Weighing it up

Your results based on your preferences

We've crunched the numbers and scored the boat paints according to the preferences you just entered. The bar chart shows your product scores. Hover over the bars to see the drivers that most influenced the result for you.

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Now have a look at how your results compare to what our other users prefer:

Your perspective

Find the product that's right for you

Multi-criteria decision analysis

This page helps you decide on the right type of antifouling hull paint for your boat. That may be easy to do if you're only looking at price and effectiveness.

Our comparison tool is based on the results of a study commissioned by the State of Washington (read more about it here). This Alternatives Assessment does not make a recommendation what product to use - but once we know what's important to you, we can help you with that.




Full product info

Product Performance

Normalized criteria utility scores (more = better)

Comparisons can get messy when you also factor the paints' various environmental effects into your decision. Just look at the product preferences for some example users.

View other users' preferences

Sustainability, compliance, cost & growth at Makersite

At Makersite, we are building the platform that connects teams with the data, apps, and expertise they need to make, buy and sell great products. Launched in 2016, Makersite is already the largest database on the web on how products are made and used, their supply chains, risks, and eco-impacts. Teams around the world use Makersite to innovate, become sustainable, and learn from each other along the way.

We have launched this website (productview.info) as a spin-off to showcase the power of the Makersite platform for customers. This page uses Makersite data and Makersite's multi-criteria decision analysis tool which enables the comparison of arbitrary products across multiple dimensions. Sign up for free and try it out yourself at global.makersite.app!

All rights reserved for productview.info @ Makersite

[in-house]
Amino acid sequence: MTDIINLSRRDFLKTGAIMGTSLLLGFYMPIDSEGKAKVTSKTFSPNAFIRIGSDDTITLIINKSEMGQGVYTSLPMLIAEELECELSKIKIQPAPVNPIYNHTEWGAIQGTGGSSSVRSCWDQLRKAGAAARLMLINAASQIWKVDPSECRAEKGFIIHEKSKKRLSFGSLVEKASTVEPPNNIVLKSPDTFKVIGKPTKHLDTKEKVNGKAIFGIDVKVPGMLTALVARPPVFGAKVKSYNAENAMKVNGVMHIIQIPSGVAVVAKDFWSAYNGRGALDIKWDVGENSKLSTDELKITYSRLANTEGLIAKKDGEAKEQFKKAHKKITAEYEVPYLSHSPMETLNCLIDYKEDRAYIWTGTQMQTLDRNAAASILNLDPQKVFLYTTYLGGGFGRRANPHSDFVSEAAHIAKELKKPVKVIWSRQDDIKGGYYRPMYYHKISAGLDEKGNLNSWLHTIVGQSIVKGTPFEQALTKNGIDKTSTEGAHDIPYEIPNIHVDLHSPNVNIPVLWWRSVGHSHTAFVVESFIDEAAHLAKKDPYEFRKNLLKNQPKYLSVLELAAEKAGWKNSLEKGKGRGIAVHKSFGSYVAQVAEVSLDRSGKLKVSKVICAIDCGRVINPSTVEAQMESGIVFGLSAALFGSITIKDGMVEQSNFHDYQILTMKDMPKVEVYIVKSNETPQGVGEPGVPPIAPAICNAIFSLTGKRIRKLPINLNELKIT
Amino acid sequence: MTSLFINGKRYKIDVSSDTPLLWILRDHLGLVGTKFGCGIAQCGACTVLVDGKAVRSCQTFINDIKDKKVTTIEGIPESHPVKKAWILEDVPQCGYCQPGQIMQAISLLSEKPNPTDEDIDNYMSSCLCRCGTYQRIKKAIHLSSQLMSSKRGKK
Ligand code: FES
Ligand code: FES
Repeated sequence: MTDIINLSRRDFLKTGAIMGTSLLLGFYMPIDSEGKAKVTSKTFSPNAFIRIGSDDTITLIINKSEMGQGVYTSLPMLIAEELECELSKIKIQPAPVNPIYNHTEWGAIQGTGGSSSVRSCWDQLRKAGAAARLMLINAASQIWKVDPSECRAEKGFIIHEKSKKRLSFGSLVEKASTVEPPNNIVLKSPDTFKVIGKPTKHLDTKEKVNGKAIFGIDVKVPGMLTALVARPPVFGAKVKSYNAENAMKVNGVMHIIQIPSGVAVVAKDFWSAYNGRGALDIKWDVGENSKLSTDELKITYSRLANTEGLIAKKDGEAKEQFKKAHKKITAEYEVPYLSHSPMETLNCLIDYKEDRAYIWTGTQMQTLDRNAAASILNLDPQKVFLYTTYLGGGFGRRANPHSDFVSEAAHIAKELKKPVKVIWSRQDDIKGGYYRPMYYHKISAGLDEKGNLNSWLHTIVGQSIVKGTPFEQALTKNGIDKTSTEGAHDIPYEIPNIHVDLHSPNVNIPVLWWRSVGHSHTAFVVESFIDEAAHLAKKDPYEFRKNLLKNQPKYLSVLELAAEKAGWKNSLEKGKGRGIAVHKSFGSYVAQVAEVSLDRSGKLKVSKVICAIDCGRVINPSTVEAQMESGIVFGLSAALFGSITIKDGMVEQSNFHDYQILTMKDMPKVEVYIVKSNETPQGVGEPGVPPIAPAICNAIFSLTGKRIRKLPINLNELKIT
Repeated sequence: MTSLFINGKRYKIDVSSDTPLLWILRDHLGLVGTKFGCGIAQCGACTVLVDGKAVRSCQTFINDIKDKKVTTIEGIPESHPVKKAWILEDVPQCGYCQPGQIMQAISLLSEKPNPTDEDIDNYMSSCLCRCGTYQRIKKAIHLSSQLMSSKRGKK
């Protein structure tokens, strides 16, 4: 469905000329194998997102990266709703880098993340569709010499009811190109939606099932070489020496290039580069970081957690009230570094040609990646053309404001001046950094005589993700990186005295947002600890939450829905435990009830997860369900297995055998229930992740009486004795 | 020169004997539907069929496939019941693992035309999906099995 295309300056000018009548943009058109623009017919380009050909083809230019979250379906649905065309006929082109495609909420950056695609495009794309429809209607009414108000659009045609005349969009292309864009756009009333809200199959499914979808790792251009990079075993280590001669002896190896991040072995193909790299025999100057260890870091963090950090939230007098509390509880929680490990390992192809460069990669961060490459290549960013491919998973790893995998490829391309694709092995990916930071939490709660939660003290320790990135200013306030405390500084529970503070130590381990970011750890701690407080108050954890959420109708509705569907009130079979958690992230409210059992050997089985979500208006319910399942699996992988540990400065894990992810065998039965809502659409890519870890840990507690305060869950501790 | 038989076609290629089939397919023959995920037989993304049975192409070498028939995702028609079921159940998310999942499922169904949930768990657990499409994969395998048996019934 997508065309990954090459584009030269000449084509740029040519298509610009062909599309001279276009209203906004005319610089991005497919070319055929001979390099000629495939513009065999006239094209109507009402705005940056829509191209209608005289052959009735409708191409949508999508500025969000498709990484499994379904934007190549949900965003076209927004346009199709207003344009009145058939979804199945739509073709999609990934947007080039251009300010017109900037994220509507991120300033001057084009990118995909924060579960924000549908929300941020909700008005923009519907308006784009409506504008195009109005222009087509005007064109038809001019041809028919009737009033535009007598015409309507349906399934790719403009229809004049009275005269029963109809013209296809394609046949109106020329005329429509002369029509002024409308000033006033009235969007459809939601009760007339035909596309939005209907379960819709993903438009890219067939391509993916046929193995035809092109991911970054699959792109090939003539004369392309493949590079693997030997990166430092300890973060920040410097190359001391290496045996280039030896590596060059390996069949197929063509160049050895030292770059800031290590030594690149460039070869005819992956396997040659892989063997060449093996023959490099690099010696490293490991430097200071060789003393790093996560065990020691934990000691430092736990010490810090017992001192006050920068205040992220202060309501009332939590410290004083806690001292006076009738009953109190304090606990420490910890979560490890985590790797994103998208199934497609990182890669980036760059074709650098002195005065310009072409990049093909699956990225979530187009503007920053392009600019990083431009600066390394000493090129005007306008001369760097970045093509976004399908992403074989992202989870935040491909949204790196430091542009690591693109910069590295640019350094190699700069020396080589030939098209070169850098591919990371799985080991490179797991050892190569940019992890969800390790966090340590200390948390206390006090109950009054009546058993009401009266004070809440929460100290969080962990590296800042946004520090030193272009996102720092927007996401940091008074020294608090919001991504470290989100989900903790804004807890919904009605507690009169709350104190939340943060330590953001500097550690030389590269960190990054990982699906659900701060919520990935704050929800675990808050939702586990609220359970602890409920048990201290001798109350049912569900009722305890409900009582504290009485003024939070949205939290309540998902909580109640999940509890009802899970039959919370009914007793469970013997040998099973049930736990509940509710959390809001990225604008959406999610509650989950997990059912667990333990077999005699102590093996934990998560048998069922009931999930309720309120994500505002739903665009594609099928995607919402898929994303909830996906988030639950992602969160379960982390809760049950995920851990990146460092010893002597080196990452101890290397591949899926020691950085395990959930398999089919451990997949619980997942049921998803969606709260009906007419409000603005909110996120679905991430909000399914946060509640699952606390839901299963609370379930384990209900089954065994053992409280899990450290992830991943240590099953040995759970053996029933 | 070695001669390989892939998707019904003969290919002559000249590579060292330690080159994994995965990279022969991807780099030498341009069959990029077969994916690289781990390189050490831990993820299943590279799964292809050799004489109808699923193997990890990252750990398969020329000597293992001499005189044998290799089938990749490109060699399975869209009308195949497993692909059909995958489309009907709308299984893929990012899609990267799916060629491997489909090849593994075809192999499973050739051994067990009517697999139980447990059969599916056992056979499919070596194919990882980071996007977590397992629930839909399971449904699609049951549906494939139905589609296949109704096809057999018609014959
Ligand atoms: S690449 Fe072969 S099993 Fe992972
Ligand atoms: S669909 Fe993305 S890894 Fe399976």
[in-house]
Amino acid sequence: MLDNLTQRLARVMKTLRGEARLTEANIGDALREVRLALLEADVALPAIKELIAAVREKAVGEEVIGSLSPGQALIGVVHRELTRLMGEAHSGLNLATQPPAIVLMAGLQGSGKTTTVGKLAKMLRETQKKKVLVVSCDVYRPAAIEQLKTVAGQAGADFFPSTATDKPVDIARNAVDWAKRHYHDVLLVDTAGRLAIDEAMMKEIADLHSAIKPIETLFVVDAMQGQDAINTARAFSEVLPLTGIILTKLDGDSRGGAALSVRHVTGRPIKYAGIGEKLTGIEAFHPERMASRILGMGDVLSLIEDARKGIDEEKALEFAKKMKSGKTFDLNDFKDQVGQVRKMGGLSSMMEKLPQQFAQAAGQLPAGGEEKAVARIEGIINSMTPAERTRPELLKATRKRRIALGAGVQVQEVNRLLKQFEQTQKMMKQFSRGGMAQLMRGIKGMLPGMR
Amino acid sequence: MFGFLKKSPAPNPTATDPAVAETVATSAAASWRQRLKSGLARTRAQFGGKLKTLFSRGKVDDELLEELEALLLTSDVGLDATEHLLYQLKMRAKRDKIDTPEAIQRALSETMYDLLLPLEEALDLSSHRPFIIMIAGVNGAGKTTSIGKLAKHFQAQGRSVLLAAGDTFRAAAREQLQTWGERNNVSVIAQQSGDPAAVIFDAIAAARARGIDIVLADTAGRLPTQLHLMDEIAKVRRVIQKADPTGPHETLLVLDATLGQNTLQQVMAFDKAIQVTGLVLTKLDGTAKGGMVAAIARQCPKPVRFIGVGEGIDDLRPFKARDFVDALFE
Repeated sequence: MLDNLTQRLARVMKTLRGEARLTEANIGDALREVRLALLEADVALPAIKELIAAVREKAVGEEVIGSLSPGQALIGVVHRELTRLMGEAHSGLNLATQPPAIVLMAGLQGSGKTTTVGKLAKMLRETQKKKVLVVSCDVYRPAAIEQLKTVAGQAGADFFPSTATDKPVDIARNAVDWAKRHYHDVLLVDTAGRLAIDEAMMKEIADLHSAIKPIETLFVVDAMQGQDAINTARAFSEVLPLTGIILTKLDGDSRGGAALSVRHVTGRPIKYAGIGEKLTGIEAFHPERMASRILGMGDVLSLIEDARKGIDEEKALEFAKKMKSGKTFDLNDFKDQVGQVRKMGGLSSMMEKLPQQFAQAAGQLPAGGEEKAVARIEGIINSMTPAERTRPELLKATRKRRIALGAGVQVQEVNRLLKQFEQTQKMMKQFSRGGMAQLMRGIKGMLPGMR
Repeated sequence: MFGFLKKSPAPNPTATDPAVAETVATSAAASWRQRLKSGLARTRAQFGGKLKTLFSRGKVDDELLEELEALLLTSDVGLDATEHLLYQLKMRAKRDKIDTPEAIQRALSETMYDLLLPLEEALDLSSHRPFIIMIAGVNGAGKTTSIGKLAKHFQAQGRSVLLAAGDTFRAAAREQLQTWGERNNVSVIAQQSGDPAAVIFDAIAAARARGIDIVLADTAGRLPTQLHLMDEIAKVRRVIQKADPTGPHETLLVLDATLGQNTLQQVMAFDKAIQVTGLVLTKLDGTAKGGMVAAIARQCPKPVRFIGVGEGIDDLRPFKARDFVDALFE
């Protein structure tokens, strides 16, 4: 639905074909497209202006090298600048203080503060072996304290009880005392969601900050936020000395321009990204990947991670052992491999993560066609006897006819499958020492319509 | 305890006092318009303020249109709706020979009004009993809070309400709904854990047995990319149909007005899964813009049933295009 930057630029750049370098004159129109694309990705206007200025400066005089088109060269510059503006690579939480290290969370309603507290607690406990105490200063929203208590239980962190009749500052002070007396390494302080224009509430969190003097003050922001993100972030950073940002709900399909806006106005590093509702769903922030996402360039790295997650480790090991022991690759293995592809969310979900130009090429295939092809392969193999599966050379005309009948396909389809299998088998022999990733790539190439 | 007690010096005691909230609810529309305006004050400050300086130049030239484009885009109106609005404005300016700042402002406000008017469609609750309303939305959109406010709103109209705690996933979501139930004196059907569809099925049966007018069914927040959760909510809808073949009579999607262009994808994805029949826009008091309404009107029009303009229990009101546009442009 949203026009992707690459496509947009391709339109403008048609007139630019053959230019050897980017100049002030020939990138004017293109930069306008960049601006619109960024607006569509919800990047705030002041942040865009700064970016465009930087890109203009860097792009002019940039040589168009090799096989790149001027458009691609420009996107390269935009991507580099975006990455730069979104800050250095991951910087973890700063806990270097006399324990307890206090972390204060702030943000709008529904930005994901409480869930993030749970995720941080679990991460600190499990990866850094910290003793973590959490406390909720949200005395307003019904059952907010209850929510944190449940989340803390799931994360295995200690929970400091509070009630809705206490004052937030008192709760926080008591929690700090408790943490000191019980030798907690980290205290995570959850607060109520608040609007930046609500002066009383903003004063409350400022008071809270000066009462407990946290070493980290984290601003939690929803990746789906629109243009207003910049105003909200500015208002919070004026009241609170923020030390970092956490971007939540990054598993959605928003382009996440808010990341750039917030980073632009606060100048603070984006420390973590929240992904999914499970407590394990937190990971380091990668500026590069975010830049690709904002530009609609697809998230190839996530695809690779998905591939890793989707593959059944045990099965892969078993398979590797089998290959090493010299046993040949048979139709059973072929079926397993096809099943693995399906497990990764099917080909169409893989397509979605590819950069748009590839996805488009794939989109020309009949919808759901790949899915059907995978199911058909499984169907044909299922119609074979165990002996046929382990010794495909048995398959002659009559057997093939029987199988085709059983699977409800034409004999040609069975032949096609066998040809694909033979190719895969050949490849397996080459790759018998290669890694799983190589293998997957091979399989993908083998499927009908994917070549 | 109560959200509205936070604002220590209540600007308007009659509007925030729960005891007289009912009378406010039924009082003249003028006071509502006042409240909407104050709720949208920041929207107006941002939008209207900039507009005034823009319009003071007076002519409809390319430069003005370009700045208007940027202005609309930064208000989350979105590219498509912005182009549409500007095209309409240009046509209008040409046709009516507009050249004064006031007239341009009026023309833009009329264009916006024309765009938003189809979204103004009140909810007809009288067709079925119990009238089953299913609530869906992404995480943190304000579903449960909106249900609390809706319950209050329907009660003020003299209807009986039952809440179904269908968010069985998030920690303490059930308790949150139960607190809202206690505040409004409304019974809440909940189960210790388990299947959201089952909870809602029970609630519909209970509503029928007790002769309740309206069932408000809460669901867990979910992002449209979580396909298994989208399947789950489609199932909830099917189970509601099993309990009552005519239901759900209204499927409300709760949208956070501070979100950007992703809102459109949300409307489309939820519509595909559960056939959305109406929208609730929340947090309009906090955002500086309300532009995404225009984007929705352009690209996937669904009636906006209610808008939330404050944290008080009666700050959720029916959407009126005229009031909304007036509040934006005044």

Our method

Multi-criteria decision analysis with pairwise criteria preference inference.

The boat paint comparison presented here is a decision problem in 7 dimensions (the criteria Price, Performance, Human Hazard, Biocide Exposure, Environment, Boatyard CoCs, and VOC Exposure). The model we use is a linear utility aggregation model.

To understand the model, have a look at its 3 main parts:

  1. For each dimension, each product's data is converted to a utility score between 0 and 100 (100 being the best).
  2. The user makes pairwise comparisons of the dimensions. The pairwise information is used to compute weights for each of the dimensions (the higher the weight, the more relevant the dimension).
  3. For each product, the product utilities are summed up across the 7 dimensions, weighted by the dimensional weights computed in the previous step.

This leads to the products' final utility scores (out of 100) that are displayed in the bar chart on the results page. Here are the details of the three steps above:


Except for the performance dimension, the smaller the raw data, the better score it receives. For example, smaller biocide exposure is ranked better than larger biocide exposure. In each of these categories, the "worst" input data (i.e. the largest) is assigned a utility of 1. The value 0 receives a utility of 100. Between 0 and the largest value, we use a linear map from raw data to utilities. The only exception is the performance dimension. Here, a score of 0 has utility 0, a score of 5 has utility 100, and everything in between is mapped linearly.

Pairwise comparisons.

Each of the pairwise comparison sliders allows the user to specify that one dimension is more important to them than the other by a factor of up to 8. These inputs are then combined with the existing setting (starting from a uniform prior) by computing the closest consistent set of dimension weights (computing the eigenvalues of the linear problem). In this part, we are following a method known as the Analytic Hierarchy Process. You can find some more information on it here.


In the last step, the products' dimensional utilities are combined into a total product utility by using the weights obtained in the last step. This is just a simple weighted sum. The higher the total utility, the better the result. So we use the total product utility to determine your favorites.

What do other people prefer?


The data underlying the comparison

Our comparison tool is based on the results of a study conducted by Northwest Green Chemistry and Washinton State's Department of Ecology. You can read more about the study on Northwest Green Chemistry's homepage and access the actual study here.

In order to make the various dimensions easily comparable, we have carefully aggregated the study's resulting data into the table below.

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